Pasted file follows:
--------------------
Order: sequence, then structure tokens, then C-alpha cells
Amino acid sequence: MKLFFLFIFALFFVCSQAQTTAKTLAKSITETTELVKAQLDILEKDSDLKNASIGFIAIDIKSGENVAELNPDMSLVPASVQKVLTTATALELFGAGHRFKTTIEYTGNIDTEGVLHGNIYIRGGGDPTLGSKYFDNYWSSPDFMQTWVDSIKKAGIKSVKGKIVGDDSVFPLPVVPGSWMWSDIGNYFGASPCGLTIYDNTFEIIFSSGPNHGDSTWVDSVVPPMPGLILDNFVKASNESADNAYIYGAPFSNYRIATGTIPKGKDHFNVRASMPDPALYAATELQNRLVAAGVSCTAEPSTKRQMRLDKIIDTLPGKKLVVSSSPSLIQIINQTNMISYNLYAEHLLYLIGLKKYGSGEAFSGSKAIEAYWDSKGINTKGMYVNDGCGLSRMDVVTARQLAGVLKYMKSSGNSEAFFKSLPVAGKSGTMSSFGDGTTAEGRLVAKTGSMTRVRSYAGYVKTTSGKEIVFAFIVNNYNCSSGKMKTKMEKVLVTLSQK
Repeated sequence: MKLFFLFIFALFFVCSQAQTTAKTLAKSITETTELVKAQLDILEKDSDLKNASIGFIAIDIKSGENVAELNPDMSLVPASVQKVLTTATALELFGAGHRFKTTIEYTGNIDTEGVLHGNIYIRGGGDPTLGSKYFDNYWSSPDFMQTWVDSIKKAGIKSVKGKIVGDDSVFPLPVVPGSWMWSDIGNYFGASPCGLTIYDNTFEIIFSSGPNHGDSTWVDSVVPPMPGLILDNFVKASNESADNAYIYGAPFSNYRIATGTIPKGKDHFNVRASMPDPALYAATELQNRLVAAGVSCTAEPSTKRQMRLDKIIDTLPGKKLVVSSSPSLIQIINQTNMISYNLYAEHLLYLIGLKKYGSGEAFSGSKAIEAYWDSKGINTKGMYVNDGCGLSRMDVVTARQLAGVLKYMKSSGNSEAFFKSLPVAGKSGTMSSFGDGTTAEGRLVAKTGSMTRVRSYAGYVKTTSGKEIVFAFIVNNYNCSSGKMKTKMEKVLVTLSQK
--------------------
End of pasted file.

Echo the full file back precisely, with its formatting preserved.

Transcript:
Order: sequence, then structure tokens, then C-alpha cells
Amino acid sequence: MKLFFLFIFALFFVCSQAQTTAKTLAKSITETTELVKAQLDILEKDSDLKNASIGFIAIDIKSGENVAELNPDMSLVPASVQKVLTTATALELFGAGHRFKTTIEYTGNIDTEGVLHGNIYIRGGGDPTLGSKYFDNYWSSPDFMQTWVDSIKKAGIKSVKGKIVGDDSVFPLPVVPGSWMWSDIGNYFGASPCGLTIYDNTFEIIFSSGPNHGDSTWVDSVVPPMPGLILDNFVKASNESADNAYIYGAPFSNYRIATGTIPKGKDHFNVRASMPDPALYAATELQNRLVAAGVSCTAEPSTKRQMRLDKIIDTLPGKKLVVSSSPSLIQIINQTNMISYNLYAEHLLYLIGLKKYGSGEAFSGSKAIEAYWDSKGINTKGMYVNDGCGLSRMDVVTARQLAGVLKYMKSSGNSEAFFKSLPVAGKSGTMSSFGDGTTAEGRLVAKTGSMTRVRSYAGYVKTTSGKEIVFAFIVNNYNCSSGKMKTKMEKVLVTLSQK
Repeated sequence: MKLFFLFIFALFFVCSQAQTTAKTLAKSITETTELVKAQLDILEKDSDLKNASIGFIAIDIKSGENVAELNPDMSLVPASVQKVLTTATALELFGAGHRFKTTIEYTGNIDTEGVLHGNIYIRGGGDPTLGSKYFDNYWSSPDFMQTWVDSIKKAGIKSVKGKIVGDDSVFPLPVVPGSWMWSDIGNYFGASPCGLTIYDNTFEIIFSSGPNHGDSTWVDSVVPPMPGLILDNFVKASNESADNAYIYGAPFSNYRIATGTIPKGKDHFNVRASMPDPALYAATELQNRLVAAGVSCTAEPSTKRQMRLDKIIDTLPGKKLVVSSSPSLIQIINQTNMISYNLYAEHLLYLIGLKKYGSGEAFSGSKAIEAYWDSKGINTKGMYVNDGCGLSRMDVVTARQLAGVLKYMKSSGNSEAFFKSLPVAGKSGTMSSFGDGTTAEGRLVAKTGSMTRVRSYAGYVKTTSGKEIVFAFIVNNYNCSSGKMKTKMEKVLVTLSQK